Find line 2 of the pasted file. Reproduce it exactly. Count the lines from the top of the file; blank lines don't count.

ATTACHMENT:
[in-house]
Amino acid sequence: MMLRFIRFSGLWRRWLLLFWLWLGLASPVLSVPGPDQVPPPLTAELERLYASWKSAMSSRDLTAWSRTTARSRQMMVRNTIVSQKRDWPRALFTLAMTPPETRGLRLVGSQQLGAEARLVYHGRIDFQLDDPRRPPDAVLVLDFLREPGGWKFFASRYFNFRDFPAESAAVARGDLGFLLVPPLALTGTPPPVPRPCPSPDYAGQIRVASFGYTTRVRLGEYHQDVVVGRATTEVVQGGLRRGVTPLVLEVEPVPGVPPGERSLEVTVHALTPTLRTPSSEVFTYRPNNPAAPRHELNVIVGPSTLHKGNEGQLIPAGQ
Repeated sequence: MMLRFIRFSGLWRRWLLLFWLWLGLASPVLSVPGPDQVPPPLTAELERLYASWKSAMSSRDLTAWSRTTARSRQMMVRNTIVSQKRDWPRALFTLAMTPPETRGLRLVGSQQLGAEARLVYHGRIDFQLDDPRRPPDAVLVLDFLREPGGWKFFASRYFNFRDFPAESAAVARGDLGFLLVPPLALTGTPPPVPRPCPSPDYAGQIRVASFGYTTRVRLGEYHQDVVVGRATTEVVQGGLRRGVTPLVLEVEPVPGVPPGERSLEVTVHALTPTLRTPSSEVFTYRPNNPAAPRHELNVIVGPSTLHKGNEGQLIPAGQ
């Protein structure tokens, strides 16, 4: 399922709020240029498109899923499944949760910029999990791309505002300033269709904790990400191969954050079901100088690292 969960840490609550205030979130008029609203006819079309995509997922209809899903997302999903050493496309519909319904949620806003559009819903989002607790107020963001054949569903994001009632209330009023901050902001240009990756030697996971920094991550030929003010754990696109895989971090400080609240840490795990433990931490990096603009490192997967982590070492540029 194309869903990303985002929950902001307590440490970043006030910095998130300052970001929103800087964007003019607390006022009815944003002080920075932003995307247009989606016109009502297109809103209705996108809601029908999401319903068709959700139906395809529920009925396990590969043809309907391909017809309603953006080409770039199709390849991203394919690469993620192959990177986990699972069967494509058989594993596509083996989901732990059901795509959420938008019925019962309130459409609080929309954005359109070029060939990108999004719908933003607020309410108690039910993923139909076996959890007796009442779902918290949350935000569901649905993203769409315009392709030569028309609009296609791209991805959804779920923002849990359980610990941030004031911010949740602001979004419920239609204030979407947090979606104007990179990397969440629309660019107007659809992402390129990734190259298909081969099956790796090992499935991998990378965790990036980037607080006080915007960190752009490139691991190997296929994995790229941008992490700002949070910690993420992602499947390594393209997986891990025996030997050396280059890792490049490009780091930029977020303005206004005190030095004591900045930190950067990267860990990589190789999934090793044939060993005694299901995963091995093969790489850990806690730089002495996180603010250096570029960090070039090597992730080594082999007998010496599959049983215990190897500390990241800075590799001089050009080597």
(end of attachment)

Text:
Amino acid sequence: MMLRFIRFSGLWRRWLLLFWLWLGLASPVLSVPGPDQVPPPLTAELERLYASWKSAMSSRDLTAWSRTTARSRQMMVRNTIVSQKRDWPRALFTLAMTPPETRGLRLVGSQQLGAEARLVYHGRIDFQLDDPRRPPDAVLVLDFLREPGGWKFFASRYFNFRDFPAESAAVARGDLGFLLVPPLALTGTPPPVPRPCPSPDYAGQIRVASFGYTTRVRLGEYHQDVVVGRATTEVVQGGLRRGVTPLVLEVEPVPGVPPGERSLEVTVHALTPTLRTPSSEVFTYRPNNPAAPRHELNVIVGPSTLHKGNEGQLIPAGQ